Common Mouse-Eared Chickweed
Cerastium fontanum
Pink family (Caryophyllaceae)

Description: This introduced perennial plant is tufted at the base, producing multiple stems up to 1' long, although they are usually about one-half of this length or less. These stems are ascending to widely spreading; they are green or purple, terete (round in cross-section), and pubescent. The opposite leaves are up to 1" long and 1/3" across (or a little larger); they are variably shaped, including lanceolate-ovate, oval-oblong, or broadly oblanceolate. The leaves are pubescent, smooth along the margins, and sessile at the base; they have a prominent central vein on the upper surface. The stems often terminate in small cymes (flat-headed clusters) of 1-5 small flowers; both the peduncles and pedicels of these cymes are pubescent. At the base of each cyme, there is a pair of leafy bracts with thin translucent margins. Each flower is up to " across, consisting of 5 green sepals, 5 white petals with notched tips, 10 stamens with pale yellow anthers, and 5 styles; some plants may produce flowers with fewer than 10 stamens. The sepals are lanceolate, pubescent, and translucent along their margins; they are about the same length as the petals. The blooming period occurs intermittently from late spring to early fall and may last several months for individual plants. Each flower is replaced by a cylindrical seed capsule with 10 small teeth along its upper rim. Each seed capsule containing several small seeds. The seeds are somewhat flattened and minutely warty or pebbly. The root system is mostly fibrous. This plant reproduces primarily by reseeding itself; it can also form vegetative offsets when the nodes of the lower stems develop rootlets while lying on moist ground.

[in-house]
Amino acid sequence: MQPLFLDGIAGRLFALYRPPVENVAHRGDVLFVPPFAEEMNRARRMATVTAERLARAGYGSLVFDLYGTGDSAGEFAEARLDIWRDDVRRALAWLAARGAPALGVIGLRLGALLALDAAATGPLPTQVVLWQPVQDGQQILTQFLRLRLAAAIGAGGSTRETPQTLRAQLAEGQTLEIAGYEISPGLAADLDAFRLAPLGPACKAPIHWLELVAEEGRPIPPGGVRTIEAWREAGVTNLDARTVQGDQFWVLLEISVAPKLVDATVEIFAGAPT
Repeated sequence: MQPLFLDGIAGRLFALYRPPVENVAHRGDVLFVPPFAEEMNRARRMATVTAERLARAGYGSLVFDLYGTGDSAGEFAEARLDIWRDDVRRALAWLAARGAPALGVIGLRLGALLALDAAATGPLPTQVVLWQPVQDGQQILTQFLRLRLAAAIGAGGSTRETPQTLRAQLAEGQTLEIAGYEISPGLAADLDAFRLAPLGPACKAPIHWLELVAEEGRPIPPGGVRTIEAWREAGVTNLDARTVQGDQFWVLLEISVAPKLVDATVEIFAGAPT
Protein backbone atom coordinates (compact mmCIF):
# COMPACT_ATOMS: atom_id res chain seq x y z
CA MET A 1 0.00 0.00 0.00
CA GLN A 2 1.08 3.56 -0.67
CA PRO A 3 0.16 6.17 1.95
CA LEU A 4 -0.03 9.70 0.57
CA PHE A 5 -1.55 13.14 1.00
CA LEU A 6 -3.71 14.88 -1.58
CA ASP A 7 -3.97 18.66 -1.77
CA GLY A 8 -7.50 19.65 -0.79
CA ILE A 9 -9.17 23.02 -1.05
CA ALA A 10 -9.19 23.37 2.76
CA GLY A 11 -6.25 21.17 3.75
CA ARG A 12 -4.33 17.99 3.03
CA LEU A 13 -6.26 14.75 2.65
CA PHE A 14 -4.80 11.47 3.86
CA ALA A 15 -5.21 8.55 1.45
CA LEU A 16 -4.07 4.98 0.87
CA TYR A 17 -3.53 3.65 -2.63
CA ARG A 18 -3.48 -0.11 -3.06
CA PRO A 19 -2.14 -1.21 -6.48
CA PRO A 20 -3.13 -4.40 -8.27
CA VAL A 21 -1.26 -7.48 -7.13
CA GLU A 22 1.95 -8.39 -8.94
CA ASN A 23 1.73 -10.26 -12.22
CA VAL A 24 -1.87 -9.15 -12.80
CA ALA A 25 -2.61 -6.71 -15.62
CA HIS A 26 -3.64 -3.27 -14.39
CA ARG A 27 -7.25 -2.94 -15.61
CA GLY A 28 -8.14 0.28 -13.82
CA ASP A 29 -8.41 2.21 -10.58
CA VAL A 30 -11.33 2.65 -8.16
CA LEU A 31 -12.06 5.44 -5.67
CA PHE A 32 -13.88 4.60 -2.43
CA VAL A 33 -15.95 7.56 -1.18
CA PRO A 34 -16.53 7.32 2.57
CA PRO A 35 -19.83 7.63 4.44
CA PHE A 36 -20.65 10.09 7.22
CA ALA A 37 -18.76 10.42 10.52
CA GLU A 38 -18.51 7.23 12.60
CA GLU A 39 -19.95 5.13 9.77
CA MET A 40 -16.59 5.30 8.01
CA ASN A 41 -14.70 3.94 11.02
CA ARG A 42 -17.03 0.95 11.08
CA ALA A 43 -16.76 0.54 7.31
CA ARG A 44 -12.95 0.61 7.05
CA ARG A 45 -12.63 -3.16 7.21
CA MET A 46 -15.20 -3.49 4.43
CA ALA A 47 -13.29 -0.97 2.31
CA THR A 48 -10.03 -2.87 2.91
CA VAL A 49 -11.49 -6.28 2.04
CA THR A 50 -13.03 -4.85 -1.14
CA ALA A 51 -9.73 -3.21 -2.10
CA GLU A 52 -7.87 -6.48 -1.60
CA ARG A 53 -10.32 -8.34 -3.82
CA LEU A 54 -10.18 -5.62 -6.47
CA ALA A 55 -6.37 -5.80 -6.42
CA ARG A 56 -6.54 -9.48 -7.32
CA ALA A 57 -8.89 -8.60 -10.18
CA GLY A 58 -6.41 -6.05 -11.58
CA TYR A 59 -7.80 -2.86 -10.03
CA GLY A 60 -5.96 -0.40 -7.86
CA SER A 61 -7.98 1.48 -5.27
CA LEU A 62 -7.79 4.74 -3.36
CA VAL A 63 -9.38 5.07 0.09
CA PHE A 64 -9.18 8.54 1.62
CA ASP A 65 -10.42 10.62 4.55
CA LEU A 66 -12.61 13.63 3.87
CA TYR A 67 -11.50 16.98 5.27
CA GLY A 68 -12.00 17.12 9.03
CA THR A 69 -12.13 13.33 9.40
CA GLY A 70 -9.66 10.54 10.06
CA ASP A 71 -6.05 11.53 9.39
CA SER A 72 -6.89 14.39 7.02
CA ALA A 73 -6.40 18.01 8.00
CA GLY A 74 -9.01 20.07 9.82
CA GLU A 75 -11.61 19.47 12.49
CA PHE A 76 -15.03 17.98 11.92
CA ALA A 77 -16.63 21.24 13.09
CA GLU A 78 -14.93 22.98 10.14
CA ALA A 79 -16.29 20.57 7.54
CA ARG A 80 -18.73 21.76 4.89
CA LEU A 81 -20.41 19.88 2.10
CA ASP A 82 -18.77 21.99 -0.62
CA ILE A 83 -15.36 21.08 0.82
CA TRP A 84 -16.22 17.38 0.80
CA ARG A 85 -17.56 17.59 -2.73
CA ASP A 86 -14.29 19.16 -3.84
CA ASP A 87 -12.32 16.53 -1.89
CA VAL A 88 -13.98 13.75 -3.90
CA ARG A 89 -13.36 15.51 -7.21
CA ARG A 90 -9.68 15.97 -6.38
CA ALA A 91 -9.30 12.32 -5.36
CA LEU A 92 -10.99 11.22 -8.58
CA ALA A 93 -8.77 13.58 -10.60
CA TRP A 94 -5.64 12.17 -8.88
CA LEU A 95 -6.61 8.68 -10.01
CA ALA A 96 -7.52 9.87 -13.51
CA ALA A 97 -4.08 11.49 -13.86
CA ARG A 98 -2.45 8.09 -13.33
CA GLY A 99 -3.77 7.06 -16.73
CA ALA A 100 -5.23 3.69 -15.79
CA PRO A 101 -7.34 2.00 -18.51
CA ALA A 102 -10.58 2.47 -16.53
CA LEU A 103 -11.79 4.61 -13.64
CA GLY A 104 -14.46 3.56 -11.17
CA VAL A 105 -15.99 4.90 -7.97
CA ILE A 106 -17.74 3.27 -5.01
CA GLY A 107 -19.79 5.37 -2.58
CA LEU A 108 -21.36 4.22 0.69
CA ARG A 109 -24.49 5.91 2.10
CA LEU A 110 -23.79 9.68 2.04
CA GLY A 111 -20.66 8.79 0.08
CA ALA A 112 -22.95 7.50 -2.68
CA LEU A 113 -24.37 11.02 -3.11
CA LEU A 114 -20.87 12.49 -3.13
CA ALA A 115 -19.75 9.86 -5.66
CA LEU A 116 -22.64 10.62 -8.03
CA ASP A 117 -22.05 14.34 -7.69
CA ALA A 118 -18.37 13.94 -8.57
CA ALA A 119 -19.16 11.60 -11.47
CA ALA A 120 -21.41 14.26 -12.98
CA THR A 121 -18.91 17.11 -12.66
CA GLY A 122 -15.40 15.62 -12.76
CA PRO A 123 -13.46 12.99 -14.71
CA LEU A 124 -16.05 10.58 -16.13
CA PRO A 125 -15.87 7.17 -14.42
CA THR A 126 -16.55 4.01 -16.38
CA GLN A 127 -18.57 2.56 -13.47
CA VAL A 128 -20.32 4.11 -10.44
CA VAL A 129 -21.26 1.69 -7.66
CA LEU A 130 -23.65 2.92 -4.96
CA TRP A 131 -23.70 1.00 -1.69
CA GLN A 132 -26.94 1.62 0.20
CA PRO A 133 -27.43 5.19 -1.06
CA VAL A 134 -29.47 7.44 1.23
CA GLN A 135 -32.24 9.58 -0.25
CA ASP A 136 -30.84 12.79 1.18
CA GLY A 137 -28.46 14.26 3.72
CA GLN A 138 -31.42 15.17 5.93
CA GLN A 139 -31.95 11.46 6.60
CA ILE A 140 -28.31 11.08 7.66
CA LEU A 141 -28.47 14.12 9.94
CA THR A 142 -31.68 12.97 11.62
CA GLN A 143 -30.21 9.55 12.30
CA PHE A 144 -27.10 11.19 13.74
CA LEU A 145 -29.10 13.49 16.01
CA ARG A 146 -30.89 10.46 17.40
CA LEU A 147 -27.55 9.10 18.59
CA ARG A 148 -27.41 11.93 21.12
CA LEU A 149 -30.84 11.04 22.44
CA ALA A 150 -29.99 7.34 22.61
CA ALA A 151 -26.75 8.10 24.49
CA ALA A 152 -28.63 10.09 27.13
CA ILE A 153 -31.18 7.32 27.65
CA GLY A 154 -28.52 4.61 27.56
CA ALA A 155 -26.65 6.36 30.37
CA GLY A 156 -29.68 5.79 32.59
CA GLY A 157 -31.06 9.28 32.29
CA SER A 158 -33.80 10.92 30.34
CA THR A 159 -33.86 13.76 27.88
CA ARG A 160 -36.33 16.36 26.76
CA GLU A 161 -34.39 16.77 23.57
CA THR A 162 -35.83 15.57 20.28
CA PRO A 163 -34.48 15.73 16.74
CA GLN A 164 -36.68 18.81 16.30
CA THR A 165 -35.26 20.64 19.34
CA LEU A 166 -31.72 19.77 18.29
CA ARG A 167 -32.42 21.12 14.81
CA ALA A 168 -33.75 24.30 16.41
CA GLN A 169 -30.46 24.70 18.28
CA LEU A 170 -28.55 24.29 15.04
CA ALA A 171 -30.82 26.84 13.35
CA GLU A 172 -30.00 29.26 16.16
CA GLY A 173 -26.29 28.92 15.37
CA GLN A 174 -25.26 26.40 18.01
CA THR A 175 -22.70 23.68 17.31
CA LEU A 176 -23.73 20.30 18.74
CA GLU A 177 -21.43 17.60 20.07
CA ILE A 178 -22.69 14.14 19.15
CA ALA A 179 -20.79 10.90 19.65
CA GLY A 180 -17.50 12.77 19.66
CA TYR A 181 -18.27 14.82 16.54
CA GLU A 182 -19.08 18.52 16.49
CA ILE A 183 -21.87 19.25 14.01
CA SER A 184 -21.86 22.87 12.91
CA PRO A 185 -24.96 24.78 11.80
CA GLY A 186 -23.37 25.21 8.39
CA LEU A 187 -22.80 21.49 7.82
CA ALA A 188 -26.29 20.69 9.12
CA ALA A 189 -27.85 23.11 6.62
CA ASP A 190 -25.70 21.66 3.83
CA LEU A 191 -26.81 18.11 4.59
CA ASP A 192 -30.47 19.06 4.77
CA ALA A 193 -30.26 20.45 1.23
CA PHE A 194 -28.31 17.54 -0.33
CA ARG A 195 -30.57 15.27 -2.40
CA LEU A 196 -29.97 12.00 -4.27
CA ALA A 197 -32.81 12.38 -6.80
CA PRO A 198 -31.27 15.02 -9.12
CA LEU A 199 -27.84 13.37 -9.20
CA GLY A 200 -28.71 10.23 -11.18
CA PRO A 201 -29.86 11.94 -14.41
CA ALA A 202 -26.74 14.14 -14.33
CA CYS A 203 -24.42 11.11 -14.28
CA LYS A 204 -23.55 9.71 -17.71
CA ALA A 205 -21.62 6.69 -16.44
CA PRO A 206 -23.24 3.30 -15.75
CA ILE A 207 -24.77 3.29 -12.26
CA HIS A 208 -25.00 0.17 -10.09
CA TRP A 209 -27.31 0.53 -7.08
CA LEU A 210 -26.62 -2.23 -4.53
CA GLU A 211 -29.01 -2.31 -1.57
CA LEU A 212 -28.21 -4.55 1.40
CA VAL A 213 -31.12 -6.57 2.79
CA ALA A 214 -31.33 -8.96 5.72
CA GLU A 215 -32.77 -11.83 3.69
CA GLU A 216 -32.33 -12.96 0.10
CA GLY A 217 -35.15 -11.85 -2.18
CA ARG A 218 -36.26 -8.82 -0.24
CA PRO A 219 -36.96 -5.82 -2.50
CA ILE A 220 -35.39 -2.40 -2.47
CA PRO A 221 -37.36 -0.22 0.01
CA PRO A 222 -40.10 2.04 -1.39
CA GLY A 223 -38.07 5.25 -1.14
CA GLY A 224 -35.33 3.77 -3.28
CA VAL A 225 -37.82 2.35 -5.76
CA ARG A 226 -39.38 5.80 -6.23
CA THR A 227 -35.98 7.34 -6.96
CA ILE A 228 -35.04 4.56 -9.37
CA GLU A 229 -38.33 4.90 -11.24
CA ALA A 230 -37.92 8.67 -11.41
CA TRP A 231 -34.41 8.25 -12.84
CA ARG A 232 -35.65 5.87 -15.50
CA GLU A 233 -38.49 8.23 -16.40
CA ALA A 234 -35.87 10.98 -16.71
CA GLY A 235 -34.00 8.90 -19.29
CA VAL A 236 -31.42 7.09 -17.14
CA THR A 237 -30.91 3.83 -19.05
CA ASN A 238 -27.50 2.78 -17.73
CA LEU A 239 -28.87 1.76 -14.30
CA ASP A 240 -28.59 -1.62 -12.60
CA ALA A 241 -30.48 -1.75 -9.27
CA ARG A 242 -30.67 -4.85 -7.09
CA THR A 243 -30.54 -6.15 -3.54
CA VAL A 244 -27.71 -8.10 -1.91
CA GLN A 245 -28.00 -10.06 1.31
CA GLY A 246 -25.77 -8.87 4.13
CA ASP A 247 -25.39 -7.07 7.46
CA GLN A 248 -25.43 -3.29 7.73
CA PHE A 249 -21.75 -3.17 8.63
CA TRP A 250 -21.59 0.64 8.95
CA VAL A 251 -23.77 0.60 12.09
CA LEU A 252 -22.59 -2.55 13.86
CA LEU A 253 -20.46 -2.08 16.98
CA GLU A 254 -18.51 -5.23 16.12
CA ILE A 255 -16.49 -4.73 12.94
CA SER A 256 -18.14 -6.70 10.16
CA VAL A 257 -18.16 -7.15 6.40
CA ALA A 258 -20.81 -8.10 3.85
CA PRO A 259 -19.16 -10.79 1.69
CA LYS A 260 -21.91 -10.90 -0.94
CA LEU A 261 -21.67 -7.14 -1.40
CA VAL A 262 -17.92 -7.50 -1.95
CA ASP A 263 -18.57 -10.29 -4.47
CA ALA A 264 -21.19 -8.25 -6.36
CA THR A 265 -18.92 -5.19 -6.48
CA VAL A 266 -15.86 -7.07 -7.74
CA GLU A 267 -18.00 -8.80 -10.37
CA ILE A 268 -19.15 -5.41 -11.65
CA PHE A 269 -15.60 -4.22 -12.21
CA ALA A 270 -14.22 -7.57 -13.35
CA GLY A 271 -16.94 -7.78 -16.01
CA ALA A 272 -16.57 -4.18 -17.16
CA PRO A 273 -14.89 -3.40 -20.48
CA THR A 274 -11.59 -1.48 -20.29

Cultivation: The preference is full sun to light shade and moist to slightly dry conditions. This plant can tolerate a broad range of soils, including those that contain loam, clay-loam, and pebbly or gravelly material. Common Mouse-Eared Chickweed is more often found in fertile soil than other Cerastium spp. (Mouse-Eared Chickweeds). It is a larger plant that can tolerate more competition from other kinds of vegetation.

Range & Habitat: Common Mouse-Eared Chickweed occurs in every county of Illinois; it is quite common (see Distribution Map). This species was introduced from Eurasia. Habitats include fields, pastures, lawns, gardens, roadsides, areas along railroads, areas adjacent to buildings, vacant lots, degraded grassy meadows, and waste areas. Areas with a history of disturbance provide preferred habitats.

Faunal Associations: The flowers attract various bees and flies; these insects suck nectar primarily, although some Syrphid flies feed on the pollen and some of the smaller bees (e.g., Halictid bees) collect pollen for their larvae. The caterpillars of several moths feed on the foliage of Chickweeds (Cerastium spp., Stellaria spp.), including Agrostis venerabilis (Venerable Dart), Haematopis grataria (Chickweed Geometer), and Lobocleta ossularia (Drab Brown Wave). Sparrows and other small granivorous songbirds eat the seeds of Chickweeds. Because Common Mouse-Eared Chickweed is one of the larger Chickweeds that grows during the summer, the Cottontail Rabbit nibbles on its foliage occasionally.

Photographic Location: An area adjacent to a building in Champaign-Urbana, Illinois.

Comments: This adaptable plant is probably the most common Cerastium sp. (Mouse-Eared Chickweed) in Illinois. Compared to the similar Stellaria spp. (Chickweeds), Mouse-Eared Chickweeds usually have more pubescent leaves and their flowers have 5 styles, rather than 3. Among the many Mouse-Eared Chickweeds that occur in Illinois (most of them are introductions from Eurasia), Common Mouse-Eared Chickweed is the only one with a perennial habit and it is often larger in size. It also blooms later in the year (typically during the summer), while the annual species of Mouse-Eared Chickweed bloom primarily during the spring. A scientific synonym of Common Mouse-Eared Chickweed is Cerastium vulgatum.

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